DECISIONS focuses on how organizations can improve decision-making processes to improve organizational performance in a global economy. Presents research related to problems associated with meeting requirements, schedules, and costs Defines the scope of macro and micro decisions Raises the issue of the role of engineering, manufacturing, and marketing in making organizational decisions Includes references to Peter Drucker’s studies on decision-making
The first comprehensive review of the current and future effects of climate change on the world’s fisheries and aquaculture operations The first book of its kind, Climate Change Impacts on Fisheries and Aquaculture explores the impacts of climate change on global fisheries resources and on marine aquaculture. It also offers expert suggestions on possible adaptations to reduce those impacts. The world's climate is changing more rapidly than scientists had envisioned just a few years ago, and the potential impact of climate change on world food production is quite alarming. Nowhere is the sense of alarm more keenly felt than among those who study the warming of the world's oceans. Evidence of the dire effects of climate change on fisheries and fish farming has now mounted to such an extent that the need for a book such as this has become urgent. A landmark publication devoted exclusively to how climate change is affecting and is likely to affect commercially vital fisheries and aquaculture operations globally, Climate Change Impacts on Fisheries and Aquaculture provides scientists and fishery managers with a summary of and reference point for information on the subject which has been gathered thus far. Covers an array of critical topics and assesses reviews of climate change impacts on fisheries and aquaculture from many countries, including Japan, Mexico, South Africa, Australia, Chile, US, UK, New Zealand, Pacific Islands, India and others Features chapters on the effects of climate change on pelagic species, cod, lobsters, plankton, macroalgae, seagrasses and coral reefs Reviews the spread of diseases, economic and social impacts, marine aquaculture and adaptation in aquaculture under climate change Includes special reports on the Antarctic Ocean, the Caribbean Sea, the Arctic Ocean and the Mediterranean Sea Extensive references throughout the book make this volume both a comprehensive text for general study and a reference/guide to further research for fisheries scientists, fisheries managers, aquaculture personnel, climate change specialists, aquatic invertebrate and vertebrate biologists, physiologists, marine biologists, economists, environmentalist biologists and planners.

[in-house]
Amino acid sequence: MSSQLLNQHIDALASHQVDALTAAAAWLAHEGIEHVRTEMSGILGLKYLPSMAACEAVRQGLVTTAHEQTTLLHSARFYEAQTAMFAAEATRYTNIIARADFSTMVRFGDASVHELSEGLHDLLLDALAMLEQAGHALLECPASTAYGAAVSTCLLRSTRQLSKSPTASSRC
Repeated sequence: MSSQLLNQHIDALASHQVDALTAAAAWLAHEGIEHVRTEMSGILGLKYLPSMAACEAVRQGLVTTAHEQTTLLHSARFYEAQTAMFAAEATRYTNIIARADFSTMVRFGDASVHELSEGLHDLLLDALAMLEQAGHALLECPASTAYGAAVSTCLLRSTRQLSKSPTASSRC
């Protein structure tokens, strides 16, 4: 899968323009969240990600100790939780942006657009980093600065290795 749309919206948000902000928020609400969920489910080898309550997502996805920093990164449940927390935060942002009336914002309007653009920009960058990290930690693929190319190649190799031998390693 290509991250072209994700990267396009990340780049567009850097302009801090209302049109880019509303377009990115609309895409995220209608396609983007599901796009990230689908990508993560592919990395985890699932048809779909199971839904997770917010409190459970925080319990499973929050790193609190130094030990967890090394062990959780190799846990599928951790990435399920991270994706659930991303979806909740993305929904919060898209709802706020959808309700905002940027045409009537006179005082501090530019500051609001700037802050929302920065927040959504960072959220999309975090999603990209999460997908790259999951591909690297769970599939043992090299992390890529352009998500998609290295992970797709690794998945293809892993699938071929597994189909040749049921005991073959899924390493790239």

Changing Cold Environments; Implications for Global Climate Change is a comprehensive overview of the changing nature of the physical attributes of Canada's cold environments and the implications of these changes to cold environments on a global scale. The book places particular emphasis on the broader environmental science and sustainability issues that are of increasing concern to all cold regions if present global climate trends continue. Clearly structured throughout, the book focuses on those elements of Canada's cold environments that will be most affected by global climate change – namely, the tundra, sub-arctic and boreal forest regions of northern Canada, and the high mid-latitude mountains of western Canada. Implications are considered for similar environments around the world resulting in a timely text suitable for second and third year undergraduates in the environmental or earth sciences courses.